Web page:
Danny Rios: Language.
Mike Bledsoe: Language.
Danny Rios: Language is big. Once you understand very simple frameworks of language and you practice them long enough, you process things differently in your head. You communicate differently, you start getting different results. For me it is the foundation of my coaching and helping the people that we got in the support find accuracy through language.
Mike Bledsoe: There's something you said interesting to me the other day, which was, it was along the lines of, "Oh, you process things differently now." Since I started doing the language work, I now process things differently. Can you describe what that is?
Danny Rios: Yeah, so before me gave me a complete different framework on how to experience my life, is we go back to the whole relationship with money thing. Oftentimes, people telling me, "I don't want to worry about money." You could have zero dollars in your bank account or you have $20 million in your bank account, you could still worry about money. Just understanding the framework of what language is creating for people there and knowing that you have access to changing that and going about your entire life differently is an amazing tool.
For me, I've had experiences five years into owning a gym, where if something would have happened five years from now, shit would have hit the fan for me. Emotionally, it would have rocked me. I go through it now and I process it much different. Oftentimes, in the past, it would take me to the worst case scenario. It would eliminate all possibilities of what can be created. Once I started focusing on the language piece of it, I process things in the world of possibilities. Anything that happens, I automatically start focusing on what can I do. Just that simple framework.
Mike Bledsoe: Can you go and more detail about the framework?
Danny Rios: Yeah.
Mike Bledsoe: This is like one of a hundred.
Danny Rios: Yeah, it's one of a hundred yet is so simple. Most people are focusing on what they don't want. They're focusing on that worst case scenario. When we're focusing on that, that's all you can create. You eliminate all possibilities of anything else happening.
Mike Bledsoe: Yeah. Wherever your attention goes, let's say wherever your attention goes, energy flows. Wherever your attention is at, that's why it's getting created is because you're putting so much attention on it and so subconsciously, you're talking your body into that happening. If that's what's happening for you then it starts screwing you up.
Danny Rios: Yup. For me, I've personally lost weight since I started doing this kind of work. I haven't changed my external world much. My internal world has changed. I am way more relaxed. The world that I create for myself just works for me better, all around.
Ben Walker: The language is even in that phrase that you get so often from coaches is I don't want to worry about money. Okay, what do you want to worry about? Do you want to worry about anything? Even speaking worry into that is a language problem. Instead, it not exactly sure off the top of my head what that negation would translate to. Translating that to something where it's, what do you want? As opposed to what don't you want?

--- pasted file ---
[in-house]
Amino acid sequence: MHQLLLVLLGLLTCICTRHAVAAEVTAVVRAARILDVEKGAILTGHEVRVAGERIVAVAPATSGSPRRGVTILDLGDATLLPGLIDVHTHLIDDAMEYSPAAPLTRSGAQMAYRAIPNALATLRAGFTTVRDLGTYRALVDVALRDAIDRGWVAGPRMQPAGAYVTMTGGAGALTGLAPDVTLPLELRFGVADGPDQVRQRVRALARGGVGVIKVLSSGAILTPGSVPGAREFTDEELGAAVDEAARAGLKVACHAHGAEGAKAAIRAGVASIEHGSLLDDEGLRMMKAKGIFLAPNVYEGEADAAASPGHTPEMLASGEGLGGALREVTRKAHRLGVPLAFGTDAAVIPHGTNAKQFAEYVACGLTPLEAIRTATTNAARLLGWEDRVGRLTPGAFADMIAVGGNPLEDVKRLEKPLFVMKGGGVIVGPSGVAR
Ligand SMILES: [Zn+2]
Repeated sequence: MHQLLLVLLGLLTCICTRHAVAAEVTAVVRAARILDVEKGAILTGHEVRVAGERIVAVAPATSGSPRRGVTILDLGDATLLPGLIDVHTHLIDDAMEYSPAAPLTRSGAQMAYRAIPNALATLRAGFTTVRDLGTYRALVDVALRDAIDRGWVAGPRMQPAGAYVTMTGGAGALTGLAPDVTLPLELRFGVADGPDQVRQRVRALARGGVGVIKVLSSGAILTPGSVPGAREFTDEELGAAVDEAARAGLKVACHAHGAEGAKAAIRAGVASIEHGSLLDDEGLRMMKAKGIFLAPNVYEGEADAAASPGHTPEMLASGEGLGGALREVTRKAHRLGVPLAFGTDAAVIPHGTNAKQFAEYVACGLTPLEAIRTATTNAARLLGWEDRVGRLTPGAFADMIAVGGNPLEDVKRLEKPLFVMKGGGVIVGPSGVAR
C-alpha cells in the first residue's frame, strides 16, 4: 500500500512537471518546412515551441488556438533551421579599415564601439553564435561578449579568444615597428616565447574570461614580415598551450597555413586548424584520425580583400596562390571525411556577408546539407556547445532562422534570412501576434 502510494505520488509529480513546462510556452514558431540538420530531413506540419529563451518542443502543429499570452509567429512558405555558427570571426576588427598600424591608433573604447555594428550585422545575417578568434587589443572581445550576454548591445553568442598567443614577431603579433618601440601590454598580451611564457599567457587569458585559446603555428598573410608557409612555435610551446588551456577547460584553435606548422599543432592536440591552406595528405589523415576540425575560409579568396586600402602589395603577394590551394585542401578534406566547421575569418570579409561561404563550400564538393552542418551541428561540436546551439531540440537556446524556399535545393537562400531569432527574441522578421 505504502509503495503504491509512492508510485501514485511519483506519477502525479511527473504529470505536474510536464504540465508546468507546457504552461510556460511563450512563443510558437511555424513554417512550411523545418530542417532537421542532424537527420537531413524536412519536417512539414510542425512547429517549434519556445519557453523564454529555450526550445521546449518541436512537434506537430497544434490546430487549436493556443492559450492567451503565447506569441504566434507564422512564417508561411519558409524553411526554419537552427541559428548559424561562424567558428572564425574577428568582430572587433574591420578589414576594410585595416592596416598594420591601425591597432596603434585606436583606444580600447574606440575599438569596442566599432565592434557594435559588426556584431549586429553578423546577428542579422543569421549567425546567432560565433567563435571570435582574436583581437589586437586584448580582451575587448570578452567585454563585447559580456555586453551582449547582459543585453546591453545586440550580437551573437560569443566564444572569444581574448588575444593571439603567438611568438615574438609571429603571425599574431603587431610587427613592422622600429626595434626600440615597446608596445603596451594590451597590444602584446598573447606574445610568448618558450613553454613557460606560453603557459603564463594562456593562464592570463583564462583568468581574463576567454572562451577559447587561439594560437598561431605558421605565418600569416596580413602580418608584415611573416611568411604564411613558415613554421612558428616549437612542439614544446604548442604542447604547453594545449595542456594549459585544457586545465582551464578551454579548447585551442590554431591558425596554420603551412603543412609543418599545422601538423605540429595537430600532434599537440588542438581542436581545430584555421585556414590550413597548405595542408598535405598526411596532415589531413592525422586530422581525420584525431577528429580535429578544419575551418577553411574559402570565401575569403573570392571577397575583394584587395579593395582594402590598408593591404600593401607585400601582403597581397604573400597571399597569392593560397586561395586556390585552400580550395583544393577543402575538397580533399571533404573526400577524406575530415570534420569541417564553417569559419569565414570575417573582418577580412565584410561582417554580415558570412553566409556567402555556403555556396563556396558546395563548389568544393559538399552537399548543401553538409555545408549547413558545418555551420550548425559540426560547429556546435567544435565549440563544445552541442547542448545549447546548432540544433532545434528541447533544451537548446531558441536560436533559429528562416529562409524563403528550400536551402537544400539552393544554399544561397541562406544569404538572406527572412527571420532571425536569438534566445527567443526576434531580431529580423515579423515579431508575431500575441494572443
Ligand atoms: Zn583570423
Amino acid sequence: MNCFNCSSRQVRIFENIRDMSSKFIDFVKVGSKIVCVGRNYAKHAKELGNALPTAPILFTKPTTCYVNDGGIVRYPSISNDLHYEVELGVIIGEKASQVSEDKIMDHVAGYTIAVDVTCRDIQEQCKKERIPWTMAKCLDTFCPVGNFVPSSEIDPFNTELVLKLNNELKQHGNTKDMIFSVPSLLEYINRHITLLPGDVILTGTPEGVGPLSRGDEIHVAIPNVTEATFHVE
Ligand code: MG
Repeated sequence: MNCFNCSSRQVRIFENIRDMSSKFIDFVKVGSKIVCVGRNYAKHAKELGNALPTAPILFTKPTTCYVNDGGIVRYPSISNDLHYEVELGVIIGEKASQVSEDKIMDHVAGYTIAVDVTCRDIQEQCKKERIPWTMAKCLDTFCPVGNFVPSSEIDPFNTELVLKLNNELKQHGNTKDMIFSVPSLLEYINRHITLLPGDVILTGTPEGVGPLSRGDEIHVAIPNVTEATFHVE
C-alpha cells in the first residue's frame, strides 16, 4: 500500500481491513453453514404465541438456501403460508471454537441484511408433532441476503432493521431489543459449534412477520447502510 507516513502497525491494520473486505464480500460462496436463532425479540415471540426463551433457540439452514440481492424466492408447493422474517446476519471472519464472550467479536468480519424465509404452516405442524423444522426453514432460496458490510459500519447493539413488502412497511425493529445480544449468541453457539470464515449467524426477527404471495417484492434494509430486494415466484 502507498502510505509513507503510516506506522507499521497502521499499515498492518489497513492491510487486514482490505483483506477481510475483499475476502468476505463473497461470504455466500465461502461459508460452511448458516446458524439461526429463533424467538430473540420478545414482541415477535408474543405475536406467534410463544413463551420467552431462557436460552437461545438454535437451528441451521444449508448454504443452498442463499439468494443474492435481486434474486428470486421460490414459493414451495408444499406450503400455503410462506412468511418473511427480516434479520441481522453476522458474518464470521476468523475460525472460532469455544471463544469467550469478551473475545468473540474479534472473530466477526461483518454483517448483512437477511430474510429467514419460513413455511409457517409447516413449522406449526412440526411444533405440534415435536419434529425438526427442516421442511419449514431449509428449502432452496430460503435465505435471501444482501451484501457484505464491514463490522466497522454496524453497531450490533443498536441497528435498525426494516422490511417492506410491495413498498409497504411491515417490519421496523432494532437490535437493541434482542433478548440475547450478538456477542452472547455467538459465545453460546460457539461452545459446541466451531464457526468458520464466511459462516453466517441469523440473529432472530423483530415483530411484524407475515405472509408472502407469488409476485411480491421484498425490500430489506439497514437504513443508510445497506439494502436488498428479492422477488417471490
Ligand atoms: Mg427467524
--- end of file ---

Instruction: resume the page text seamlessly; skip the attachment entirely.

Mike Bledsoe: Yeah, so what's one that's blown your mind, a tool you've used and that's been really beneficial? I know language is big for you too, but if you've got something else?
Ben Walker: Yeah. It's mantras. Mantras have been huge for me, which a mantra is a short, specific I am statement. Like one I'm working on now that I'm having a lot of fun with since Training Camp for the Soul is I celebrate everything. What that does is like how you say in The Strong Coach module is that when you say the mantra and you associate that mantra with a goal, you become the person who does that thing. You become the person who has already achieved the goal because ultimately before you achieve the goal, you have to be the person who can even do it.
Mike Bledsoe: I'll point out that it's not about getting the satisfaction of having it completed. I think some people get hung up on that. They go, "I don't want to act like I already did it because that would be a lie. If I feel like I did it, then I won't do it." What we're talking about is putting your self in process, putting your self in process of becoming that person. The attention is on the process, not the result.
You set the result out here and then you identify that the process is to become this person, to shift your identity into being the type of person who accomplishes the goal. Then, all the attention goes into that identity, the process of shifting the identity. Then, one day, you wake up and you go, "Oh, fuck. I passed my goal last month, I barely noticed. I've been having so much fun." You have that experience?
Ben Walker: Yeah. I've lived my perfect day a couple times and I've never realized it until the day is over. I was like, "Oh, shit, check that out. I just did that. Cool. What can I do next? What can I add to this?" This was a perfect goal that was maybe a five or 10 year goal of a perfect day and if I achieved it in six months, I could be on the moon in 10 years. What level of possibility can I take my vision to once I've established the identity of someone who can accomplish those unreasonable goals?
Danny Rios: For me, two mantras that were powerful from The Strong Coach program. Why I'm sitting here right now, I wrote down there that I have a global impact and I collaborate with others. I simply wrote that down, had really no clue what that meant. It just felt good at the time. When I saw opportunities to, yeah, it just felt good. Literally felt good.